Issues in Dating the Book of Revelation


There are a plethora of issues involved in the dating of the Apocalypse. Within current scholarship the amount of theories as to its dating are as plentiful as the attempts to discover its structure. Early scholars considered the dating of the writingto be early in Church history. Many scholars of the last century have argued for a late date to the Apocalypse using a method of doubt which was supported by circular argumentation. However, in recent years many scholars have come to the fore questioning the validity of this past and continued skepticism surrounding an early dating.

 Many scholars subscribe to a late date of the writing of the Apocalypse based upon a quote from Irenaeus in which he says that the book was ‘seen’ around the end of the reign of Domitian. However, recent scholars like Wilson have pointed out that Irenaeus also connected the disciple John as the author of both the Gospel and the Apocalypse. Modern scholars dismiss Irenaeus’ idea that John actually wrote the Apocalypse and Eusebius’ idea that there was widespread persecution during the time of Domitian (the emperor of the late date theory) but they choose not to question his (Irenaeus’) thoughts on the dating. Furthermore, the logic used to support the late dating of the Apocalypse are developed by using circular argumentation. Revelation has been connected with other works within the New Testament such as 1 Peter and Matthew but many modern scholars argue that because Matthew and/or 1 Peter were written at a later date, then so was the Apocalypse and vice versa. As Wilson attests, it seems at least plausible that one should consider the late date theory as suspect on these grounds.

Other problems that occur in the dating of the Apocalypse involve but are not limited to matters of symbolic language, meaning, and significance, linguistic structure, archeology, anthropology, and religion. For instance, the symbolic number 666 has been used by many scholars to indicate the time of the writing. The logic is that a date could be postulated by figuring out which emperor the author was referring to. The problem is that Roman emperors like Nero, Popes, and even presidents like Ronald Reagan have been pinned as representatives of the number! Linguistic structure has been used in connection with supposed contemporary writings of the Apocalypse (i.e. Shepherd of Hermas) in order to argue certain dates. Furthermore, archeology and anthropology have been used to argue both for a late and early date. All of these elements can make it hard to discern both the authorship and dating of the Apocalypse.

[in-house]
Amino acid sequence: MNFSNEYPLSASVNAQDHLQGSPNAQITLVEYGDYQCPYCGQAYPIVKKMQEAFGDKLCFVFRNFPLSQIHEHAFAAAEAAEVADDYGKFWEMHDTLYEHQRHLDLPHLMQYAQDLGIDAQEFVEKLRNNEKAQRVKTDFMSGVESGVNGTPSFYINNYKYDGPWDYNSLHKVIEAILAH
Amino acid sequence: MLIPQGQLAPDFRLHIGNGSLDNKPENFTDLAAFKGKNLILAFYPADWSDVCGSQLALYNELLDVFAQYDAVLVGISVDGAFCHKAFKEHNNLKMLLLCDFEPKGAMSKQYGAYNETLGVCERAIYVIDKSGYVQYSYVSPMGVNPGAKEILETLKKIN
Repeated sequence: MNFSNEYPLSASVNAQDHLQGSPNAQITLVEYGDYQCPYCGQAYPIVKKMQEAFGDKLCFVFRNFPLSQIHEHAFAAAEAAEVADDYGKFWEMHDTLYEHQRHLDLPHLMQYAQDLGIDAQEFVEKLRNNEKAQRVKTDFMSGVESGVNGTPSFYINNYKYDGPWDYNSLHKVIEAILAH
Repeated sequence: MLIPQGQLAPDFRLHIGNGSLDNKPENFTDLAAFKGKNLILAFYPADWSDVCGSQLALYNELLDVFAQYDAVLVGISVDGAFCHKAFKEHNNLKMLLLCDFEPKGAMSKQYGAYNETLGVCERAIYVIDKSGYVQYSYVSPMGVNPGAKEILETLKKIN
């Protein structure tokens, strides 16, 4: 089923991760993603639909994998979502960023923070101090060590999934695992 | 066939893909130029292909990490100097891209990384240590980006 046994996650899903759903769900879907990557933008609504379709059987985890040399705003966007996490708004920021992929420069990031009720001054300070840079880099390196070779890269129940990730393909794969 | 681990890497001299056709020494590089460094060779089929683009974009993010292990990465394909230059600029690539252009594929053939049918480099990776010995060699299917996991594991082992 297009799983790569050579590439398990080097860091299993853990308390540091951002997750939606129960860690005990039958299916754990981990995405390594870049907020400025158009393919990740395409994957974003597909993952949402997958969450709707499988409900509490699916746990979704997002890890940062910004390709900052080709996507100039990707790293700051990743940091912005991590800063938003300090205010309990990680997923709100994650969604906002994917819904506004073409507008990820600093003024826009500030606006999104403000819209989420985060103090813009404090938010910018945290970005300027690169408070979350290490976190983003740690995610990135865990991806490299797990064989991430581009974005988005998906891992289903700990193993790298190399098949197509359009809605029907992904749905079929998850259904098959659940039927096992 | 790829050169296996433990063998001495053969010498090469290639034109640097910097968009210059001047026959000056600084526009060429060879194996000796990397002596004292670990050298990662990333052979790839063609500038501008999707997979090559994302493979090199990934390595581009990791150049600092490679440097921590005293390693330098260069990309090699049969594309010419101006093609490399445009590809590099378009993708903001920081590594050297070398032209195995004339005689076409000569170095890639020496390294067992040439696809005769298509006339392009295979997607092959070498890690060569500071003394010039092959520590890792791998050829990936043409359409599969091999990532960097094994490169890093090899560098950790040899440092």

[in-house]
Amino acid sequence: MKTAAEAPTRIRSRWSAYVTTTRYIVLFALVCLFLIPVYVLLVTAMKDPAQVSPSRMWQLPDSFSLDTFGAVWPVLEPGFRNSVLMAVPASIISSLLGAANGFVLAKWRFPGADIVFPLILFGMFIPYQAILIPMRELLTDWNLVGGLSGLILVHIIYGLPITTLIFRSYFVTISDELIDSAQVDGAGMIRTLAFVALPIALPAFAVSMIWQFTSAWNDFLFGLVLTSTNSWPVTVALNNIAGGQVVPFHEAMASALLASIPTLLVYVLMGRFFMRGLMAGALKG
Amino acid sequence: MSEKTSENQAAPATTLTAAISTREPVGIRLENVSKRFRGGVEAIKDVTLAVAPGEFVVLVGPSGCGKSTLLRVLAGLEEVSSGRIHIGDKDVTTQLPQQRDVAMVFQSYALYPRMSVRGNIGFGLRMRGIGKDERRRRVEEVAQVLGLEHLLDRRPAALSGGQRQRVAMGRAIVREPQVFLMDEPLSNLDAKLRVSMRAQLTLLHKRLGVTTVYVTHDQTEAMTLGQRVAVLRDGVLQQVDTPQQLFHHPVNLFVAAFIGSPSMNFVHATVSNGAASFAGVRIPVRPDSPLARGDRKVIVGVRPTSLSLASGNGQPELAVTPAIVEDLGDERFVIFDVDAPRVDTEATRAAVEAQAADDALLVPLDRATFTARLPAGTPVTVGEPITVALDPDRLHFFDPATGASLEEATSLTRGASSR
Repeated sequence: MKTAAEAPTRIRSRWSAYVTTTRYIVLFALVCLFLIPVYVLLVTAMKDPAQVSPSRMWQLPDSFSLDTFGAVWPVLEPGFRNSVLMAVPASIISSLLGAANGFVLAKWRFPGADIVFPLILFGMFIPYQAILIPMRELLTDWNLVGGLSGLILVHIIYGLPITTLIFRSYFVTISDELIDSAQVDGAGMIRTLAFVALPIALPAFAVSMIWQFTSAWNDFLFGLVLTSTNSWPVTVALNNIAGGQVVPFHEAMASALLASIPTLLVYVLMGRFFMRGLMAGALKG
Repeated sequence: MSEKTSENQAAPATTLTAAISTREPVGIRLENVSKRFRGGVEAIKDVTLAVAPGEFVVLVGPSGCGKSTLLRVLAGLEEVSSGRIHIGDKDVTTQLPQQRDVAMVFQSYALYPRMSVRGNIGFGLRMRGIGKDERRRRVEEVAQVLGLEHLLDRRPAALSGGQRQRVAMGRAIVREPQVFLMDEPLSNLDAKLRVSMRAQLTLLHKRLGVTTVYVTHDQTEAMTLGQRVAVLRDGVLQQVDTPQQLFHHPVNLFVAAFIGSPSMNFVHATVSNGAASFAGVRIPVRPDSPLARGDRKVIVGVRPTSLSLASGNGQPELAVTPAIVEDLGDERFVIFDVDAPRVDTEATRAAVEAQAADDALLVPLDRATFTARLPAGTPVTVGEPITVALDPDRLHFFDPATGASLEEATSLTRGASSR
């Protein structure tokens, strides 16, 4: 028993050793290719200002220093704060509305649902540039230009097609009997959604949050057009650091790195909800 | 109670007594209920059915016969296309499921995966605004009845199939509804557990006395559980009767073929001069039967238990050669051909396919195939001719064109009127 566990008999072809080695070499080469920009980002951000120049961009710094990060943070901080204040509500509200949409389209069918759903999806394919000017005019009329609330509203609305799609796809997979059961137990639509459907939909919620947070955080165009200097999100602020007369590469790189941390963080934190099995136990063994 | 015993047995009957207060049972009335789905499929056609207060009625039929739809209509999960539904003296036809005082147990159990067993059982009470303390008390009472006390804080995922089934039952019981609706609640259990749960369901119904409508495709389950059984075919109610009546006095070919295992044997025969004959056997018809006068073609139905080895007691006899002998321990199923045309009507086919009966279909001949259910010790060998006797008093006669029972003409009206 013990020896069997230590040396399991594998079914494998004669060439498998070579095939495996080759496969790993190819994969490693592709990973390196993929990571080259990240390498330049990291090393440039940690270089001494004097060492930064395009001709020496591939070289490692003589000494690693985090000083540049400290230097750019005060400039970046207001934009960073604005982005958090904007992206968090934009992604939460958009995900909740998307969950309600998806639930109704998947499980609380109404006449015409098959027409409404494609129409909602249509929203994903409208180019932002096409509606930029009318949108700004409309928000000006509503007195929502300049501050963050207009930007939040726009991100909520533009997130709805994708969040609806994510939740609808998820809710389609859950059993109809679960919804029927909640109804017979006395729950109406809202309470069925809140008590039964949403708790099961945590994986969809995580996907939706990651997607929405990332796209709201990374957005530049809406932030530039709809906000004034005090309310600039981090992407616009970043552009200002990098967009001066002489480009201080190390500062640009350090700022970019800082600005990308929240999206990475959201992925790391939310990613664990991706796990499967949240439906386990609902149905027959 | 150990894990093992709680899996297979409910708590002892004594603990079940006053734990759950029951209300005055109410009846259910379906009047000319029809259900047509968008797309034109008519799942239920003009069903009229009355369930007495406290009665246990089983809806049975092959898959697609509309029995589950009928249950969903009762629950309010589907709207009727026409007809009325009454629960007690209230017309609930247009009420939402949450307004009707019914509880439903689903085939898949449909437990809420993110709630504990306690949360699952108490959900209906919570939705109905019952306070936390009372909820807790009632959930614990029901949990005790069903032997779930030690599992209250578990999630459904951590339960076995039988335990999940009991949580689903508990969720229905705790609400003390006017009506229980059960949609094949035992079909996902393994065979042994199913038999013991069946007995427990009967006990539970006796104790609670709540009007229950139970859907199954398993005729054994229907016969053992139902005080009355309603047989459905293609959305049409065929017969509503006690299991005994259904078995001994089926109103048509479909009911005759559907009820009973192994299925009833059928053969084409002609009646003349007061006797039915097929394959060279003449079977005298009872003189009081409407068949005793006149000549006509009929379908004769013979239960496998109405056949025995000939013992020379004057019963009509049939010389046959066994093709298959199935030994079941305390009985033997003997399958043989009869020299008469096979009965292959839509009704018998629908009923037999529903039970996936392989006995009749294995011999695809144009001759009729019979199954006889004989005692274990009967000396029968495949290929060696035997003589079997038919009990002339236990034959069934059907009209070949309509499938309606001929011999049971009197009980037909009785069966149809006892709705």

I agree with Wilson and others that the most logical conclusion is that the Apocalypse was written at an early date within Church history. I also believe that it was none other than the disciple John who wrote the magnificent work. The most important reason for me to believe this initially is because this was precisely the view of the majority of the Church up until the 20th Century. I think that Wilson and others have done a great job of pointing out the circular logic that has been used to postulate both a late date and pseudo-authorship. However, I would add that much of this questioning is wrong-headed in that there should be sufficient and critical evidence for one to doubt instead of simply ‘doubting for the sake of doubting’. It is illogical to uncritically accept Irenaeus’ dating while questioning his view of authorship.

I see sufficient evidence in the historical and biblical record which supports an early date. For instance, the eating of food sacrificed to idols and persecution which included martyrdom was most prevalent during the time of which an early date would be applicable. Nero was known for his murderous rampages against Christians, and the notion of widespread persecution leading to martyrdom under Domitian has been disproven. Furthermore, both proclamation of deity and the beginnings of emperor worship have recently been connected to Augustus Caesar (63 B.C. to A.D. 14). Augustus built temples and other monuments which depicted him and his family as divine rulers. In fact, he prided himself in being ‘the son of the deified one’ Julius Caesar. Indeed, all of the historical evidence seems to favor an early date rather than late. Nevertheless, in the end I would err on the side of caution in being too dogmatic regarding the date.


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